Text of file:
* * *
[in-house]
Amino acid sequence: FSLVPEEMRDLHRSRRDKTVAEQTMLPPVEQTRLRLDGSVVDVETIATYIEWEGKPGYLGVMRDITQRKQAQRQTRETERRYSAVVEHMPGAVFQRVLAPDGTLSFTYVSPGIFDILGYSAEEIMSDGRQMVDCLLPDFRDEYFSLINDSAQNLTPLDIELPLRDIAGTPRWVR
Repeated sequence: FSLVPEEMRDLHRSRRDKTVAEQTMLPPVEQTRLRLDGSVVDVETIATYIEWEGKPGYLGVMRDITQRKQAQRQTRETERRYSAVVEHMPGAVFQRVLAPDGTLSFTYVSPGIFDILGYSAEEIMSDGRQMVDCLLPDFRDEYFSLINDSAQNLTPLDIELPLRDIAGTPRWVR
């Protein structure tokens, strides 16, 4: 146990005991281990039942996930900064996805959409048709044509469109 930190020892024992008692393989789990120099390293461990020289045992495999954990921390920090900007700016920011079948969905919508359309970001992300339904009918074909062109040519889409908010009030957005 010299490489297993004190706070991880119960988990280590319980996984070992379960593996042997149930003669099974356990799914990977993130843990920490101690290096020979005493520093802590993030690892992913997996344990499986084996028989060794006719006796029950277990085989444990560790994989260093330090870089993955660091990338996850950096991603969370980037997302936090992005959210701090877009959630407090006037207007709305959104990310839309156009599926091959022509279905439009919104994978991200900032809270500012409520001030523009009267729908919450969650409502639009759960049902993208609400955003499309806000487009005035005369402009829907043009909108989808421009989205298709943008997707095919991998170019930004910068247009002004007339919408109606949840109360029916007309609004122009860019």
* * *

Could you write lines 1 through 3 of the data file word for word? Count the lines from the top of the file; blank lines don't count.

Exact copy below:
[in-house]
Amino acid sequence: FSLVPEEMRDLHRSRRDKTVAEQTMLPPVEQTRLRLDGSVVDVETIATYIEWEGKPGYLGVMRDITQRKQAQRQTRETERRYSAVVEHMPGAVFQRVLAPDGTLSFTYVSPGIFDILGYSAEEIMSDGRQMVDCLLPDFRDEYFSLINDSAQNLTPLDIELPLRDIAGTPRWVR
Repeated sequence: FSLVPEEMRDLHRSRRDKTVAEQTMLPPVEQTRLRLDGSVVDVETIATYIEWEGKPGYLGVMRDITQRKQAQRQTRETERRYSAVVEHMPGAVFQRVLAPDGTLSFTYVSPGIFDILGYSAEEIMSDGRQMVDCLLPDFRDEYFSLINDSAQNLTPLDIELPLRDIAGTPRWVR